The Wish List is no Artemis Fowl but, damn it, if I didn't love it! For a long time now I've had a dislike to heaven/hell - angel/demon books. I can't quite explain why but from all paranormal books I dislike books about that certain topic the least. However, Eoin Colfer shows with The Wish List how you write a truly great book in this topic. It was fun, very humoristic. I laughed a lot. But it was also very heart warming. Eoin Colfer always creates amazing characters that I love. Meg Finn was one The Wish List is no Artemis Fowl but, damn it, if I didn't love it! For a long time now I've had a dislike to heaven/hell - angel/demon books. I can't quite explain why but from all paranormal books I dislike books about that certain topic the least. However, Eoin Colfer shows with The Wish List how you write a truly great book in this topic. It was fun, very humoristic. I laughed a lot. But it was also very heart warming. Eoin Colfer always creates amazing characters that I love. Meg Finn was one of them. Though I tend to read more books where the main characters are 16+, I really like Eoin's characters who tend to be more of the age of 12+. Meg was 14 in this book and I loved her. She had a lot to deal with in her life, like her mother dying, which left her all alone with her awful stepfather. When she gets involved in a attempted robbery of the elderly Lowrie McCall together with Belch things go wrong when an explosion occurs which causes for both Meg and Belch to die. As a spirit, Meg ends up in limbo, right in the middle between hell and heaven. To go to heaven she'll have to help Lowrie McCall to do all the things on his Wish List. But Belch is on her heels to stop her from doing the good deed she'll do if she helps Lowrie. The Wish List is a very fast, light book but nevertheless amazing as I always expect from a Colfer book. Is it the best book of him? No, of course not. That honor (in my opinion) goes to Artemis Fowl but if you want to read something different by him, you should definitely try it. I'm sure no one will be able to put it down once they start this adventure! This review has also been posted on Bookfever and Owl Post Reviews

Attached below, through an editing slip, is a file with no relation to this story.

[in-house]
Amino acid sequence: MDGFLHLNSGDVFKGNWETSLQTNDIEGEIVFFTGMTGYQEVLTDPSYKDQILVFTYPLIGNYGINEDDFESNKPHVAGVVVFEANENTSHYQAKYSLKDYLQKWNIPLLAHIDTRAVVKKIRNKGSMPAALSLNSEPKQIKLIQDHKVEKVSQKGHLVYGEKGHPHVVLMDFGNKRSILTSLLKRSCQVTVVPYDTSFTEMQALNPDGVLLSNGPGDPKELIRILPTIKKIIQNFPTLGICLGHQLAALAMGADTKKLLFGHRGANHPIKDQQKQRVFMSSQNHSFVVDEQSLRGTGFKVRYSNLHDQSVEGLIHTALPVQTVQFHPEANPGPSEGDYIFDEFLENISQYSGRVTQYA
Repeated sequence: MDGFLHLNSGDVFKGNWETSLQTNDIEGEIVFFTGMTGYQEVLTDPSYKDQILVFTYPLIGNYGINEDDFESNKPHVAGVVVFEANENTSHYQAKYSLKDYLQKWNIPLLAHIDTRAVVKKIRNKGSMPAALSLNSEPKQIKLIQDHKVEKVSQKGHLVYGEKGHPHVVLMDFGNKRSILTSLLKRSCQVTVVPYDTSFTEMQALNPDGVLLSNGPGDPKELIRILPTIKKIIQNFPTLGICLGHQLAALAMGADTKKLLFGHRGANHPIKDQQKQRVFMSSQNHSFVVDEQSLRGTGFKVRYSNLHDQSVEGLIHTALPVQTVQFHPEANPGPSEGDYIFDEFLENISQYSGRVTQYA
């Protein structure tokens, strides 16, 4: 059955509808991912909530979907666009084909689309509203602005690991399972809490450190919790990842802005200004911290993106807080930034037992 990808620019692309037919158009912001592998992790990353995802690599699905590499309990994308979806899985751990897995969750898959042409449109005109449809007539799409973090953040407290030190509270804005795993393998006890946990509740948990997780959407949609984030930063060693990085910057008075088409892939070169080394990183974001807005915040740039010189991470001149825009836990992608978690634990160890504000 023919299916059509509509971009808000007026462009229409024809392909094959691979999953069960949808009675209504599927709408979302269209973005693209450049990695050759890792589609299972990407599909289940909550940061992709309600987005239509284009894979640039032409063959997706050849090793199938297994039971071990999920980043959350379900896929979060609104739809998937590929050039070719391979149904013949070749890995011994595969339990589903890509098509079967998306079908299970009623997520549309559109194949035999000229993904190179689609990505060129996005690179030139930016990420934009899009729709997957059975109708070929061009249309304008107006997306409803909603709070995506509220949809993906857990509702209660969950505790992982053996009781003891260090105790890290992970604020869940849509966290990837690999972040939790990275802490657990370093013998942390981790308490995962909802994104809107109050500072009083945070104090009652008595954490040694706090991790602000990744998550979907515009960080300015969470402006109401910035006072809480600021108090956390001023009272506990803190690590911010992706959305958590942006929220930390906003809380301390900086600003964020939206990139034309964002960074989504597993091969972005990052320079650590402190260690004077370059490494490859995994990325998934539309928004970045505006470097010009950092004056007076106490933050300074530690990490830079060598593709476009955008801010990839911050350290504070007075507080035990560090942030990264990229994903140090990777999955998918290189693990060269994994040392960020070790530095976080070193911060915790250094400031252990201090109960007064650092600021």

5. 5 out of 5

    Teno Q.

    Eoin Colfer's style can be detected from a mile away. Whatever it is that he writes, Colfer's work will always have the markings of someone who writes bluntly humorous, technological, and sarcastic sci-fi fantasies - in other words, Artemis Fowl. He can't seem to adapt to different genres or story types. The problem is, his style only seems to be effective when he's writing Artemis. In a book that is supposed to examine morality, and life and death, it just feels ridiculous at times. The gateway Eoin Colfer's style can be detected from a mile away. Whatever it is that he writes, Colfer's work will always have the markings of someone who writes bluntly humorous, technological, and sarcastic sci-fi fantasies - in other words, Artemis Fowl. He can't seem to adapt to different genres or story types. The problem is, his style only seems to be effective when he's writing Artemis. In a book that is supposed to examine morality, and life and death, it just feels ridiculous at times. The gateway to heaven has been monitored by a computer ever since an computer engineer made it up there. Really? Where exactly did Colfer get his mythology about heaven from? Second point of doubt: entry to heaven or hell depends on the colour of your ghost after death. Red means you're completely evil, so you go to hell. Blue means heaven. Purple is in between, but if the purple becomes 1% more red than blue, than off to hell you go. Since when do heaven and hell have such carefully laid out, logical rules concerning everything? This is not a scientific documentary, and it is not a math problem. And this type of novel won't work if you view it that way. When anyone in the cast, any character at all, says something, what comes out is always snarky and sarcastic. Everyone speaks in the same way. Everyone. There are two possible reasons for this: One, the author has been watching/living in bad sitcom(s) his whole life, and doesn't know real people speak; or he needs to brush up on his dialogue writing skills. This book has an interesting premise, with a lot of creativity, but it would have worked better with a different author. I'm not sure if I would recommend it - I'm a bit split in the middle, like Meg; I enjoyed it, but only when I wasn't cringing.